Cue the fanfare and break out the confetti: it’s time to meet the 13 winners of the Make it Circular Challenge! Organised by WDCD in partnership with the IKEA Foundation, this global design competition was launched last October with the goal of finding—and supporting—some of the world’s most promising circular innovations and enterprises. Selected from hundreds of entries worldwide, this year’s winners represent 13 exciting visions for a restorative and regenerative future, from seaweed packaging to waste-based textiles and upcycling marketplaces. All winning teams will now take home an award package designed to bring their projects to the next level.
Besides a prize fund of €10.000 each, the winners of the Make it Circular Challenge will also gain access to a six-month-long development programme which has been co-created by specialists from the global Impact Hub network. Here they will receive the expert mentorship, guidance and tools they need to grow their businesses and expand their impact on the world. Determining which of the 50 incredible nominees had the most potential—and would best benefit from this development programme—was a task which fell to our International Jury.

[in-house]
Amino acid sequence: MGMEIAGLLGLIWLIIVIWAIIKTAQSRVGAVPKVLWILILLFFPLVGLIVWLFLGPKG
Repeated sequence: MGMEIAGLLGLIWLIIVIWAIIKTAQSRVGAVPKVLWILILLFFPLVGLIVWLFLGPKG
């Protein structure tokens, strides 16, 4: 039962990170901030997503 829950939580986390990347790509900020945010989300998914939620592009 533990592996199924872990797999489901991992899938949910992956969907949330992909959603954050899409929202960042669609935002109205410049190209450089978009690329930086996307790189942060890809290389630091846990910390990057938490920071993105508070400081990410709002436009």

The star-studded panel featured 11 influential figures in circular design and entrepreneurship, including Bas van Abel (Fairphone), Corinne Gray (Unreasonable Group), Arthur Huang (Miniwiz) and Tamara Streefland (Built By Nature). In the end, the final list of winners was put together during a series of online and in-person review sessions, based on the official competition criteria, as well as in-depth discussions on the key challenges and opportunities in building a circular society.
“This year’s selection process was very competitive,” says WDCD’s co-founder and creative director Richard van der Laken. “Not just because there were so many engaging and innovative ideas—but also because we recognise how urgent and complex the circular transition really is. The winning projects reflect this in their diversity and vision, and I’m looking forward to seeing the impact they’ll have, both individually and together.”
Jury members during the final review session on 24 April 2023. Photo: Anisa Xhomaqi.
MEET THE WINNERS
In the Make it Circular Challenge Brief, we asked creative entrepreneurs worldwide to come up with circular products, services, spaces and systems that would help us tackle the root of the climate crisis. Participants were encouraged to submit their projects in one of five categories, representing key value chains and industries like consumer goods, packaging or food. The 13 winning projects are divided loosely among these categories, but also closely relate to the 3 fundamental aspects of circular design.